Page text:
"My midwife said to me when I was pregnant, 'Our number one goal is a healthy mum and baby, then it's a vaginal birth, then it's a home birth.' 

"I loved that, as while I was excited to have my baby at home, I realised I could still have had a beautiful, positive birth in the event of a hospital transfer."

Listen to Mamamia's The Delivery Room. Post continues below.

 

3. Becca: "Make sure your home is clean and clutter free."

"I would say that you need to be completely open to going with the flow. You won't know until you are deep in the thick of labour what is going to feel good. My needs were really different with each of my three births so I think having as few expectations as possible is going to mean you can enjoy the experience rather than resist it.

"Make sure your home is clean and clutter free! On the day Otis was born, I woke up and the first thing I did was make my eldest son and my husband tidy every visible surface! I just wanted my space to be tidy, so I wasn't looking around thinking about the laundry.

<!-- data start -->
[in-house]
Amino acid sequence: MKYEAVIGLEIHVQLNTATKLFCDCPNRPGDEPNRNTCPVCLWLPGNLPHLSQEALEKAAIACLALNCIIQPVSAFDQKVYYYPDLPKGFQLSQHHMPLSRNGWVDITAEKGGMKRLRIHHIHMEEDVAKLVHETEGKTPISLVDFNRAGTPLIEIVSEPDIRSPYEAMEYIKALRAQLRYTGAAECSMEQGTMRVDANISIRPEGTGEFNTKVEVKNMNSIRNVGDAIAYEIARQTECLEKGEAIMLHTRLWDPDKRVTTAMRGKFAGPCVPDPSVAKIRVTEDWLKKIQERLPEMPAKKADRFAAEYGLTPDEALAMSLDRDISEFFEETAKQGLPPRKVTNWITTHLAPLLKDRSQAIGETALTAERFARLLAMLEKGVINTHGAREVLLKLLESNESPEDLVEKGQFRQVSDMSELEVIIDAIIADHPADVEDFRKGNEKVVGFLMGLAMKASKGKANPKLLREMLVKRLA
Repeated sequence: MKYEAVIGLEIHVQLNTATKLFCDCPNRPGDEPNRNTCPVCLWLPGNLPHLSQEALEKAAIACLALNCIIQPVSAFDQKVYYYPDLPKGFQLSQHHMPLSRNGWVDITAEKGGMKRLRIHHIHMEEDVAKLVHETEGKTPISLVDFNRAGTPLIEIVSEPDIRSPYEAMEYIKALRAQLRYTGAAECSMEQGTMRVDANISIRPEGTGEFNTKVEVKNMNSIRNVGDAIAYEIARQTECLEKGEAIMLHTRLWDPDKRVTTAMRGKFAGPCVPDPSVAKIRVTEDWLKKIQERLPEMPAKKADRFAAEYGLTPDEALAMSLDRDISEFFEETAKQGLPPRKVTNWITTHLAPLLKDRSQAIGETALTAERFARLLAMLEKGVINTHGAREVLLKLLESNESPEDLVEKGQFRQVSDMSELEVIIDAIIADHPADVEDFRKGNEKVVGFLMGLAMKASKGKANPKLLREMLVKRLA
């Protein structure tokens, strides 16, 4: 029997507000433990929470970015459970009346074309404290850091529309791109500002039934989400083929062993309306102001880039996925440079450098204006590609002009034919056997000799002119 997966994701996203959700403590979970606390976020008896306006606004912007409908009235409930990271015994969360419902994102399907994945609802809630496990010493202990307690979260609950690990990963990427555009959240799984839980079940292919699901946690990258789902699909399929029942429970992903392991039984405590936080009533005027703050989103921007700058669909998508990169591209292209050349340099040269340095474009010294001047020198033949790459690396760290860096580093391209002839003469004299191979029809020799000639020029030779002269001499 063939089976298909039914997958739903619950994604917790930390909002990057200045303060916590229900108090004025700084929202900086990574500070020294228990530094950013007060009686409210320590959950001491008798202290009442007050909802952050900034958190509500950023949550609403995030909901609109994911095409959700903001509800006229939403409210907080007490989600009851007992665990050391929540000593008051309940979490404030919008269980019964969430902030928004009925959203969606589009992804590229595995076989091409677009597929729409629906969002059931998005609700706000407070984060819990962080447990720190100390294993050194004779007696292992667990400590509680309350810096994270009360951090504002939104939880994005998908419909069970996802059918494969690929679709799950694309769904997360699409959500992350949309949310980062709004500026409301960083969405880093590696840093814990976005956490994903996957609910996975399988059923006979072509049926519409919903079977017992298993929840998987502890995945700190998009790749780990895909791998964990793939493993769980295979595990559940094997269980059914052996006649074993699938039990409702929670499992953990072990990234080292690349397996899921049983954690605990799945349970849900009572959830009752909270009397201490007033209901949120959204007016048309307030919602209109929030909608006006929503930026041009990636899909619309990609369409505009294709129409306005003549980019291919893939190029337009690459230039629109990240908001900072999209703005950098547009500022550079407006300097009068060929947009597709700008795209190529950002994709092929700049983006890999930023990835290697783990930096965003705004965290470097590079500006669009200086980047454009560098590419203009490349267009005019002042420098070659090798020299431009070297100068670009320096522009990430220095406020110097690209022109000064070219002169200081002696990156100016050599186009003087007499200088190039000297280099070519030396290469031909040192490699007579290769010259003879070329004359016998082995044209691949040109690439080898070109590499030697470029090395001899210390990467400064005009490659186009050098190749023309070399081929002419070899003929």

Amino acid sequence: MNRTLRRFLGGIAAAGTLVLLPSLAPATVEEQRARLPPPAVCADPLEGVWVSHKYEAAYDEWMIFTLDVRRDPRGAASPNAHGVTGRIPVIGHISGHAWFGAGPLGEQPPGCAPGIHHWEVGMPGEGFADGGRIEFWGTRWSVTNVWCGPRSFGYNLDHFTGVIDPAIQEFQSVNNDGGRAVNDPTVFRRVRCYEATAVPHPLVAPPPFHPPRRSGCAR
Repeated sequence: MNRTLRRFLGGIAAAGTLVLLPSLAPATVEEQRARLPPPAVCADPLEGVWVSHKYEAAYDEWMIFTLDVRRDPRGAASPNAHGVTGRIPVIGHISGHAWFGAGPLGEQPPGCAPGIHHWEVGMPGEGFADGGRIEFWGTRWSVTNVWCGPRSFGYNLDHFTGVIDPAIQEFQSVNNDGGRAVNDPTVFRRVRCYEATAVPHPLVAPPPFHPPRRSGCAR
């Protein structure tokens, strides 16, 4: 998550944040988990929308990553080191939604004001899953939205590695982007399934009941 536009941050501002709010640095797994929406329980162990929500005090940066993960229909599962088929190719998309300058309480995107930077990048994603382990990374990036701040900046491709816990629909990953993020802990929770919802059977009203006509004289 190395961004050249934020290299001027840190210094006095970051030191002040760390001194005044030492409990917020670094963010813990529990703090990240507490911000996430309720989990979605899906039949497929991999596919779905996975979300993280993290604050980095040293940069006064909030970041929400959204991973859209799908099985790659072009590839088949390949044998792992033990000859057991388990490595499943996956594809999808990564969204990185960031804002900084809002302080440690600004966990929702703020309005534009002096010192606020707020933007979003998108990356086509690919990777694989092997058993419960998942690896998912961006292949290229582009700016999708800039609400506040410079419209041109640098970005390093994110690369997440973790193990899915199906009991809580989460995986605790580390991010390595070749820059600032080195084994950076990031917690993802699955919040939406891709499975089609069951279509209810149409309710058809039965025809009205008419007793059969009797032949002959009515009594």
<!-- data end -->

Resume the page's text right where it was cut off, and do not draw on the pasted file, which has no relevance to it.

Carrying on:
"Hire a cleaner or rope in your friends if you need to. It's probably the last time it will be tidy for a while too!

"I think it's really important to protect yourself from other people’s worries. Home birth is not that common in Australia so there's a lot of pre-conceived, outdated or fear-based ideas that people hold and I found people would throw their opinions at me.

Becca, husband Jono, Dylan, and new baby Otis. Image: Supplied.

ADVERTISEMENT

"I looked for information and advice from the midwives who do it every day and have hands-on experience rather than friends or family who have never had a home birth!

"Lastly... I know it’s not for everyone. I believe that birth is best wherever you feel comfortable and safe.

"For some, that will be at home, for others, that will be in hospital... because you know what's best for you. There's no right or wrong way to birth a baby. My two home births were amazing but so was my hospital birth so I really believe we should put all births firmly on a pedestal and celebrate how amazing every mother is!"

4. Alexis: "Look into what birthing services are available locally."

"Deciding whether to have a home birth is a personal decision. But I would say to women to consider home birth a real option. 

"Look into what birthing services are available locally and talk to other women who have personally experienced a home birth through that service. I can only speak for the midwifery-led birthing service provided by our Local Health District.